In India, there are men called sadhus, which translates as “good men” or “holy men.” They are commonly recognized by their chalky white faces, the result of smeared cremation ashes, as some sadhus attend their own “funeral” once they take on the path of a sadhu. These men are considered dead to the present world and spend their time burning off karma by engaging in spiritual practices like yoga and meditation. Some push their bodies to the extreme, standing on one leg or raising one arm for years — to overcome the limitations of the body as a way of breaking into new spiritual realms.
The idea of pushing the body in order to attain spiritual wisdom is common in all cultures and religions; millions of people across the globe participate in pilgrimages as a way of reaching a deeper understanding of the world, God, and themselves. The movie Wild, starring Reese Witherspoon, is the story of one such pilgrimage. Though it purports to carry no specific religious tie or purpose, anyone who has been on a pilgrimage can relate to many of its themes.
The movie tells the story of real-life author Cheryl Strayed, played by Witherspoon, who, after losing her mother and experiencing divorce, sets out to hike the Pacific Crest Trail, one of the most strenuous trails in the United States and far tougher than most people’s idea of camping. Strayed, admittedly not a hiker or at least not a prepared one, weaves a tale of torture and triumph — from the elements to outright danger to the characters she meets along the way. Strayed is haunted by her past: her mother’s troubled marriage and eventual death; her own divorce; and a period of drug use, promiscuity and prostitution. Witherspoon, in arguably her best role to date, superbly presents the irony of the onerous hike: sometimes it’s unclear whether it’s the hike or dealing with her past that’s the greater challenge.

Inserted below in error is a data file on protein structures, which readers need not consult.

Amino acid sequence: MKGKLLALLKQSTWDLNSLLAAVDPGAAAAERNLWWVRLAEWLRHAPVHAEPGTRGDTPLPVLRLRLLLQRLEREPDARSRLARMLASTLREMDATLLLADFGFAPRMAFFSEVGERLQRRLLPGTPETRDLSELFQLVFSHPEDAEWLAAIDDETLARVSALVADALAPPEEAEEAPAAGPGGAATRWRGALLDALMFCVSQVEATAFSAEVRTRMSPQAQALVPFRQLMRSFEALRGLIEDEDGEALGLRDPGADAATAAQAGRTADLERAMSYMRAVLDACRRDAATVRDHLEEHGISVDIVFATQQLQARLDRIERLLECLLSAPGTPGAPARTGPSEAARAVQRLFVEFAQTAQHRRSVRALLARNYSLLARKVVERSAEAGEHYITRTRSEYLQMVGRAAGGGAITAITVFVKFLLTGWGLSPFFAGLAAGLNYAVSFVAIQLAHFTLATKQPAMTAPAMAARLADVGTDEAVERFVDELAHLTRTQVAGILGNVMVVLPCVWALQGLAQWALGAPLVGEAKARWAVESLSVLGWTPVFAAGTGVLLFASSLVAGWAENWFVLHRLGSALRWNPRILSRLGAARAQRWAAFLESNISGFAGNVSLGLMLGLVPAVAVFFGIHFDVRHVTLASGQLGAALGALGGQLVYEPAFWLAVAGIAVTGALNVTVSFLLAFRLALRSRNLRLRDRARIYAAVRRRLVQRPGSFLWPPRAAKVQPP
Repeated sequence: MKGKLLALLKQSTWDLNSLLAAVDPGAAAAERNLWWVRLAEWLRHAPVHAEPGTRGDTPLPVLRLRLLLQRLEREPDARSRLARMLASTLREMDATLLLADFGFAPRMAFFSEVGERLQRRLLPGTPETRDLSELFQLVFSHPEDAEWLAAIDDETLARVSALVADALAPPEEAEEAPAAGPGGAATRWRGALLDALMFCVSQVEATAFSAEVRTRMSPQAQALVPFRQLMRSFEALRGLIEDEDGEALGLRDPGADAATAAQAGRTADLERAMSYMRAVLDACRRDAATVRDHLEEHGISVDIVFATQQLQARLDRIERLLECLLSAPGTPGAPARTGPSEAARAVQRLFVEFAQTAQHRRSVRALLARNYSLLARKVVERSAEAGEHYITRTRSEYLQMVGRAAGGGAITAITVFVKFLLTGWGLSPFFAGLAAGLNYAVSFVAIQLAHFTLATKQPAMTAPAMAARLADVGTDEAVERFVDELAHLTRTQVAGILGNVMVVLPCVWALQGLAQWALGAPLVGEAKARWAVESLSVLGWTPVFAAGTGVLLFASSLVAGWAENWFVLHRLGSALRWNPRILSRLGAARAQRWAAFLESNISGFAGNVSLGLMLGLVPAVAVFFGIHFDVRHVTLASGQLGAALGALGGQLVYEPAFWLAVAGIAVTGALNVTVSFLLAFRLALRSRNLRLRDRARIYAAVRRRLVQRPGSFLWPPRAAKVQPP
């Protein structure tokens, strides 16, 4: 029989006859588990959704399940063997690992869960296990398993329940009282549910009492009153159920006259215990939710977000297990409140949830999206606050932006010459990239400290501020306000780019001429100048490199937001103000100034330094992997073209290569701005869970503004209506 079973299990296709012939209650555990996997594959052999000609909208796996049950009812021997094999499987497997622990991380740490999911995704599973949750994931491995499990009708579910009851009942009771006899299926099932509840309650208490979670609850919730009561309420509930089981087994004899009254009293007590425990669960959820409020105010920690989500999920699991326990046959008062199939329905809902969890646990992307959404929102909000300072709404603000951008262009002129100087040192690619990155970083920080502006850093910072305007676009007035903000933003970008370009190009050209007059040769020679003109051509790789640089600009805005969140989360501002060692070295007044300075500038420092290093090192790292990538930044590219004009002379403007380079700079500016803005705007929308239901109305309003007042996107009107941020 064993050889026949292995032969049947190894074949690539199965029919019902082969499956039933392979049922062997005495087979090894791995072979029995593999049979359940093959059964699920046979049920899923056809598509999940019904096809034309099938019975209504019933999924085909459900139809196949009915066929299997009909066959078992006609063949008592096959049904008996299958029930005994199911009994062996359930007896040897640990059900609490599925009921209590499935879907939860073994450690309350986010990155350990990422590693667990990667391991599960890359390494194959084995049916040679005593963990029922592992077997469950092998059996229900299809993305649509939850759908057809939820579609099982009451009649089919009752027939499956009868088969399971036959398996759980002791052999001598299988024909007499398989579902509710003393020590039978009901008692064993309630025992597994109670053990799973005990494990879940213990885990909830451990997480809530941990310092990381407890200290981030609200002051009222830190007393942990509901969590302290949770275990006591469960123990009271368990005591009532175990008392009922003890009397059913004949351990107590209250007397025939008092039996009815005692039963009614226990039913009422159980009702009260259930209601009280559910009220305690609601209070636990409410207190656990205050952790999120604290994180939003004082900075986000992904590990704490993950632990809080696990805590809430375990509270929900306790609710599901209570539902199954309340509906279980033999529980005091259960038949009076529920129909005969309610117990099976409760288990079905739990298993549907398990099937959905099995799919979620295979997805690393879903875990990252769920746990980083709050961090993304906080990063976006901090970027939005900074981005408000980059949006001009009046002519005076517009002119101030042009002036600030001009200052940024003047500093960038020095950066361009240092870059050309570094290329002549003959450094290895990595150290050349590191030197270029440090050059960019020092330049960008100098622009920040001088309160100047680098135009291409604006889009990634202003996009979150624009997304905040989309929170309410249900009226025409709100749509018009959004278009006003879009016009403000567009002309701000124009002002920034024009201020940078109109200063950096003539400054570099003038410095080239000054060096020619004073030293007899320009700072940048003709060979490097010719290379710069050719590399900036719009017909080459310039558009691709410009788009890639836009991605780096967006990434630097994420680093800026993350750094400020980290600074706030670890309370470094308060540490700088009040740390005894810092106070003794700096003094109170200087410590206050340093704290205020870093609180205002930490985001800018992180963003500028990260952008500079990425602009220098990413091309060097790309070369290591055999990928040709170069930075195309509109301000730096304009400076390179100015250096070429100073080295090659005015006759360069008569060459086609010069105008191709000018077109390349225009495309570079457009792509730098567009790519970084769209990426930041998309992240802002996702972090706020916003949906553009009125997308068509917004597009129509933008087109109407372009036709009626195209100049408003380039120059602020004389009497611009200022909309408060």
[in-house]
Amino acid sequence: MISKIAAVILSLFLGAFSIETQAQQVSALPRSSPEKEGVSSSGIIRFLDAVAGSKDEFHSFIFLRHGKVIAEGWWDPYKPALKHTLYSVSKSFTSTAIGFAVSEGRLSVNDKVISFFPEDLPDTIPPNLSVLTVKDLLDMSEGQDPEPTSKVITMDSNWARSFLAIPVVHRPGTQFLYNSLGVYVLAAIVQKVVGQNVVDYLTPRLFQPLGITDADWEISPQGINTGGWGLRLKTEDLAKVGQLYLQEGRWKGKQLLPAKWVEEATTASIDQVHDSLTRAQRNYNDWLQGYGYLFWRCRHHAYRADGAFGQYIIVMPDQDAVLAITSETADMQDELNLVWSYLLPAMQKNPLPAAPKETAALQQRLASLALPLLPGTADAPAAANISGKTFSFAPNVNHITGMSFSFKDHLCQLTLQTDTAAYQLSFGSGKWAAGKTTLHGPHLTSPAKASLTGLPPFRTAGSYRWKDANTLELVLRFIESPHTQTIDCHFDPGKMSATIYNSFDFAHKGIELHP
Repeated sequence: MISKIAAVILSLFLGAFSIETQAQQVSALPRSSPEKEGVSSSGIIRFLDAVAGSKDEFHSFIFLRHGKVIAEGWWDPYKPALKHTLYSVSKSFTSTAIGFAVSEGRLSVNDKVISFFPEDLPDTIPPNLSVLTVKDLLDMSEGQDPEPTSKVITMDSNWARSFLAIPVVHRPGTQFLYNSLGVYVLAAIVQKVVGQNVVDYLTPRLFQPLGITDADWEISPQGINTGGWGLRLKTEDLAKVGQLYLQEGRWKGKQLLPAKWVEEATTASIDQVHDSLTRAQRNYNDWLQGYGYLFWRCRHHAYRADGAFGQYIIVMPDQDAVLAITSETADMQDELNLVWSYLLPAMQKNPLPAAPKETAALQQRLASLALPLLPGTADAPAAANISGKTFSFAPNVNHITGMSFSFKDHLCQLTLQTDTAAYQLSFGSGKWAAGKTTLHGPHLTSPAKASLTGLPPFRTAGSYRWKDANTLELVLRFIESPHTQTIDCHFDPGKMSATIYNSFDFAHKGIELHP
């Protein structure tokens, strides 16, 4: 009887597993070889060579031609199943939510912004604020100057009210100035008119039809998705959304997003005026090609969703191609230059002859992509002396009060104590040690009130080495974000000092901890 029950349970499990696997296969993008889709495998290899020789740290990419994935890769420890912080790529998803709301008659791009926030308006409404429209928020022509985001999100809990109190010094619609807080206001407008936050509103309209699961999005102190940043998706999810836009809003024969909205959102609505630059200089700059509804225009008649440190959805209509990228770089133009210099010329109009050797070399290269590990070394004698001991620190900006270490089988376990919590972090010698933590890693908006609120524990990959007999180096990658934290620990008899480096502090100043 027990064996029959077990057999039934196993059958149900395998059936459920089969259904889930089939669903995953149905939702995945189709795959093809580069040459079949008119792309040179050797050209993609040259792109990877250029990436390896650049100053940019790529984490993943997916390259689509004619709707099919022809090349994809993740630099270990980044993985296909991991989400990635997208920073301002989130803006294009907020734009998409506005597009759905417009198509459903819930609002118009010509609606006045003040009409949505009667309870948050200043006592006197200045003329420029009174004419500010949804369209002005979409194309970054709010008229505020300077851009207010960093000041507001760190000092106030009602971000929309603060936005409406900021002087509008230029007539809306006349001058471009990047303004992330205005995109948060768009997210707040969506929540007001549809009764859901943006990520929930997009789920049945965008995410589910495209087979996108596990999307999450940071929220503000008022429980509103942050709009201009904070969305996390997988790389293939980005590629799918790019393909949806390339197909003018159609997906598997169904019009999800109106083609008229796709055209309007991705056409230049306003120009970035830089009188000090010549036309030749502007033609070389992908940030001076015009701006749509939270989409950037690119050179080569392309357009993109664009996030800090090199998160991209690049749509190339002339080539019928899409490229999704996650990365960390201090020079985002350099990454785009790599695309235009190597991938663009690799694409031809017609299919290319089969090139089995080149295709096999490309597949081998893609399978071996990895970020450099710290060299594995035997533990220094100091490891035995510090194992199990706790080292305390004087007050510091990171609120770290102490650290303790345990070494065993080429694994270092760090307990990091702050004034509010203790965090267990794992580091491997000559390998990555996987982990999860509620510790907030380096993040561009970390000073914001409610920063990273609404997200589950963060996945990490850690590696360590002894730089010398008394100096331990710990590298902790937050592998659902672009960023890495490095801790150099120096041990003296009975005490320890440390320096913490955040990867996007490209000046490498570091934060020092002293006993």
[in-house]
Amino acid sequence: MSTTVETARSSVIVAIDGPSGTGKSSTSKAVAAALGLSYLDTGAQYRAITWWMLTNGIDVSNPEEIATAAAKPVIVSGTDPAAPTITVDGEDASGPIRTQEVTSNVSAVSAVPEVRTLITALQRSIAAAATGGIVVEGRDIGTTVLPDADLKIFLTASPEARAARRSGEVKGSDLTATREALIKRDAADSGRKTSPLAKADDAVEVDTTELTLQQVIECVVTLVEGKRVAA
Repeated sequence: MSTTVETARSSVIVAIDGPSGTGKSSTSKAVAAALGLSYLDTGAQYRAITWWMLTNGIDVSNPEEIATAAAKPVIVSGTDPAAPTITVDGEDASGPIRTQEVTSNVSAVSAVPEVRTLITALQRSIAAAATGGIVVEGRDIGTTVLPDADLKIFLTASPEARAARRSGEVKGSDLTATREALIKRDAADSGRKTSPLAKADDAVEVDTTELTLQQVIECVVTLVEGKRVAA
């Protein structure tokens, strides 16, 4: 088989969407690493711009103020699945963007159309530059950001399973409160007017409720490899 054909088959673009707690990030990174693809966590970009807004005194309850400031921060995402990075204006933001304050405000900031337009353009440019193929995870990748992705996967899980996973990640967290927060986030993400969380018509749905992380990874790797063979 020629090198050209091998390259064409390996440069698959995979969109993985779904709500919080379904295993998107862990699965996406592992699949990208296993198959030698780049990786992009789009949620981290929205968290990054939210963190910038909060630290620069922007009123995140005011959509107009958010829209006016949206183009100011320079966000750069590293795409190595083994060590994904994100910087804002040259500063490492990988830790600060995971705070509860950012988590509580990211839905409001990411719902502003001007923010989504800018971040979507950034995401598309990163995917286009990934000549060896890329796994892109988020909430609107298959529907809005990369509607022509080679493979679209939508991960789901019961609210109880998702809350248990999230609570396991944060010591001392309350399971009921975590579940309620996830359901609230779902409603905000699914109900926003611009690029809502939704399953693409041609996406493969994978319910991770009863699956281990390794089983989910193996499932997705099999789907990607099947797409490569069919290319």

The same is true of a religious pilgrimage, an outward expression of our own journey toward greater truth of God or ourselves. Perhaps pilgrimages are so attractive because we, like the sadhus, recognize that pushing our bodies to the extreme can help push our spirits, as well. I remember thinking, while watching Witherspoon simply attempt to put on her hiking pack in the hotel room: I might have given up then. But on a journey of purpose you don’t give up, though there seems to be every reason to. When our body is exhausted and stretched to its limits, our mind more easily breaks through — flooding us with moments and memories we have otherwise ignored or suppressed. A true journey causes us to confront these, whether we are ready for them or not. Along the way, we come to know the new limits of our body, and hopefully, the new thresholds of our spirit.
Perhaps another reason that pilgrimages are so appealing is that often they are done in solitude. We begin to wrestle with our past because we are finally away from the sounds of the modern world — there are no distractions to hide behind. The sadhus know this, too. In order to gain deeper spiritual understanding, we must be dead to this world. This is quite evident in Wild, as Strayed goes on for days without seeing a fellow hiker in some of the most remote areas in the United States.
I loved Wild. When I saw it, I related a lot to Strayed: I have lost my father; a relationship ended just months before; and I have found myself on a journey I would never have imagined. As tears ran down my face in the closing scenes, I realized that I, too, craved what Strayed sought: the chance to get away for a while and experience the formative power of a journey; moving onward — beginning as my old self and emerging as something new and yet unknown.
The movie has stuck with me for many months, as good movies so often do. In fact, it’s part of the reason I have finally decided to make good on a promise I made to myself back in 2006: to hike the Camino, gifting the experience to myself for my 30th birthday. Part of it is turning 30, part of it is the recent events of my life, and part of it is seeing Wild. I suspect everyone who goes on a pilgrimage seems to know the moment when it comes, without knowing the road that lies ahead. Like Stayed and the millions of people who go on a pilgrimage, I hope to be forever changed. It’s time to have a Wild adventure of my own.